Yes, but in the above example google can't recognize neither "guide" nor "topics" words. It is one word (this helps a lot by searching programming terms).
inurl:"guide topics" site:google.com
(recognized as one word)
inurl:"egypt guide" site:google.com
("egypt-guide" recognized as both words)
I'd always understood that undrscores were preferable. However, Matt Cutts says otherwise - see [mattcutts.com ]
So now I've changed my mind and started using dashes.
Interesting observation as I noticed these last few days my two pages with underscores in the filenames have picked up in popularity. maybe just coincidence but they are ranking well for the first time ever.
I have hundreds and hundreds of pages across a couple of older sites using underscores as separators. Although I am tempted to begin using hyphens for new pages, I figure it won't be worth the mental confusion. (Redoing existing file names and URLs, replacing underscores with hyphens, would be foolish.)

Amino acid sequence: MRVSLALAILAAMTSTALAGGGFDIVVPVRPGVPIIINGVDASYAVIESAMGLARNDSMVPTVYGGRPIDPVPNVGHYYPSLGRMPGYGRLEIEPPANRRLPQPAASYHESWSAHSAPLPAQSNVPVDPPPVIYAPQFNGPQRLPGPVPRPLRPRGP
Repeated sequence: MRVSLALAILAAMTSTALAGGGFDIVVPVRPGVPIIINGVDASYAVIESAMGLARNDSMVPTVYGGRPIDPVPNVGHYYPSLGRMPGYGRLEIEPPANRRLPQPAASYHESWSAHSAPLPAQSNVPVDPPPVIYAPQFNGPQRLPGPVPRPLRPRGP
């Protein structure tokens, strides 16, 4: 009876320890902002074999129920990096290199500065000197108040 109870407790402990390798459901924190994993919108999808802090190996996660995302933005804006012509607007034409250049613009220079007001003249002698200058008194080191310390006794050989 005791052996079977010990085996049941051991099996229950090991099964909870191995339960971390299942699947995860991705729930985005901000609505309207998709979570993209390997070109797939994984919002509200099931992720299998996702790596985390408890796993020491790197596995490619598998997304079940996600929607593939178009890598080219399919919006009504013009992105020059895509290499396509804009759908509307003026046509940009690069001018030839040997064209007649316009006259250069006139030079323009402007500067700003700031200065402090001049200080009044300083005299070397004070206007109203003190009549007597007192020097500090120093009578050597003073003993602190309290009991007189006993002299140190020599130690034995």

I have another site, launched last September, where I consistently use hyphens.
Despite using underscores on my older, more established sites, any new pages I create on those sites still rank well, in some cases really well.
In my experience, the benefit of using hyphens over underscores does indeed seem to be minor.
|In my experience, the benefit of using hyphens over underscores does indeed seem to be minor. |
This only means that url keywords bring minor points in overal scoring.
I read an interesting article recently on how Google, Yahoo and MSN treat hyphens, underscores and concatenation. No url drop allowed so search for "callipygian screak quindecillion" (the words used in the experiment) and its title is 'Keywords in urls'.
good article georgeek
If this is the case, then Google must be treating search phrases with spaces in between the words as one long word. I am currently looking at a page 1 result (#8 out of 1.5 billion results) for a 2 word keyphrase. The keyphrase was entered as follows:
Google is highlighting as a match a page name that is as follows:
So I think that there is some funny business going on with the whole dashes vs underscores issue.
|Google is highlighting as a match a page name that is as follows: |
Highlighting has nothing to do with the ranking algorithm.
See message #6 of this thread for the proper explanation.
I'm not so sure there is such a large disconnect between the highlights and the algo in my niche.